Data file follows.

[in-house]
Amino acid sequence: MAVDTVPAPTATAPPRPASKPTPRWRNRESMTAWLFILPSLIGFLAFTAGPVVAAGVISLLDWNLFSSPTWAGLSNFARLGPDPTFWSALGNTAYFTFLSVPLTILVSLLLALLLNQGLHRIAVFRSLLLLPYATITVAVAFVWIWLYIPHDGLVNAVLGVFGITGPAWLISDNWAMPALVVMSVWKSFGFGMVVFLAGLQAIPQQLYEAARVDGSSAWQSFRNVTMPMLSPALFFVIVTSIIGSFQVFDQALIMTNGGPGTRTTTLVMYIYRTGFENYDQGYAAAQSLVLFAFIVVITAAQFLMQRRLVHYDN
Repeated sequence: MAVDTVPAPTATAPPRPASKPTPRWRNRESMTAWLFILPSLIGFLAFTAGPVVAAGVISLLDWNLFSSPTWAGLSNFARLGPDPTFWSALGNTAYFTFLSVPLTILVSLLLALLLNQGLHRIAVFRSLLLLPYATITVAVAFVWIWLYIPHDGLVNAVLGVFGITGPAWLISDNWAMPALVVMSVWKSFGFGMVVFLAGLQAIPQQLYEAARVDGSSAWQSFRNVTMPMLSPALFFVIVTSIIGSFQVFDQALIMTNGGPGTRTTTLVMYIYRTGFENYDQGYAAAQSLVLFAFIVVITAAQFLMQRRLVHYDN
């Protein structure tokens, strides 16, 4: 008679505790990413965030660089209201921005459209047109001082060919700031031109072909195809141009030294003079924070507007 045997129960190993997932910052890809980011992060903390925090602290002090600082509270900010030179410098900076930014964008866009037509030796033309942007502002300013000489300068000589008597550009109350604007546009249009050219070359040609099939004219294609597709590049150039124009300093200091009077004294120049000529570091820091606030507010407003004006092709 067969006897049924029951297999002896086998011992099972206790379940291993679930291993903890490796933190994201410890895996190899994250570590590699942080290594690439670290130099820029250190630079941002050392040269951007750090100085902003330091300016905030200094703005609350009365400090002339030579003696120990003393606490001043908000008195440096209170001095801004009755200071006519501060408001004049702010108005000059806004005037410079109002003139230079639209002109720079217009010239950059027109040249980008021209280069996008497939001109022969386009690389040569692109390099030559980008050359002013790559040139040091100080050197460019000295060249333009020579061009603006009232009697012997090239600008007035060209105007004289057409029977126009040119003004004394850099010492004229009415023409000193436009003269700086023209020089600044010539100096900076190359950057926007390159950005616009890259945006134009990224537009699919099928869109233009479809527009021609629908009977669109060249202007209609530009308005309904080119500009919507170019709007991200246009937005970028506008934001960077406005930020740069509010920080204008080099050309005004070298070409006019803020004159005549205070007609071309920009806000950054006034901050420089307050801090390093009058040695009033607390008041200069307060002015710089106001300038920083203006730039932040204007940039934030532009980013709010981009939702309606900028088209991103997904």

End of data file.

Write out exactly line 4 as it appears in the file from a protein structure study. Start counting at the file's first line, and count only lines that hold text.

């Protein structure tokens, strides 16, 4: 008679505790990413965030660089209201921005459209047109001082060919700031031109072909195809141009030294003079924070507007 045997129960190993997932910052890809980011992060903390925090602290002090600082509270900010030179410098900076930014964008866009037509030796033309942007502002300013000489300068000589008597550009109350604007546009249009050219070359040609099939004219294609597709590049150039124009300093200091009077004294120049000529570091820091606030507010407003004006092709 067969006897049924029951297999002896086998011992099972206790379940291993679930291993903890490796933190994201410890895996190899994250570590590699942080290594690439670290130099820029250190630079941002050392040269951007750090100085902003330091300016905030200094703005609350009365400090002339030579003696120990003393606490001043908000008195440096209170001095801004009755200071006519501060408001004049702010108005000059806004005037410079109002003139230079639209002109720079217009010239950059027109040249980008021209280069996008497939001109022969386009690389040569692109390099030559980008050359002013790559040139040091100080050197460019000295060249333009020579061009603006009232009697012997090239600008007035060209105007004289057409029977126009040119003004004394850099010492004229009415023409000193436009003269700086023209020089600044010539100096900076190359950057926007390159950005616009890259945006134009990224537009699919099928869109233009479809527009021609629908009977669109060249202007209609530009308005309904080119500009919507170019709007991200246009937005970028506008934001960077406005930020740069509010920080204008080099050309005004070298070409006019803020004159005549205070007609071309920009806000950054006034901050420089307050801090390093009058040695009033607390008041200069307060002015710089106001300038920083203006730039932040204007940039934030532009980013709010981009939702309606900028088209991103997904």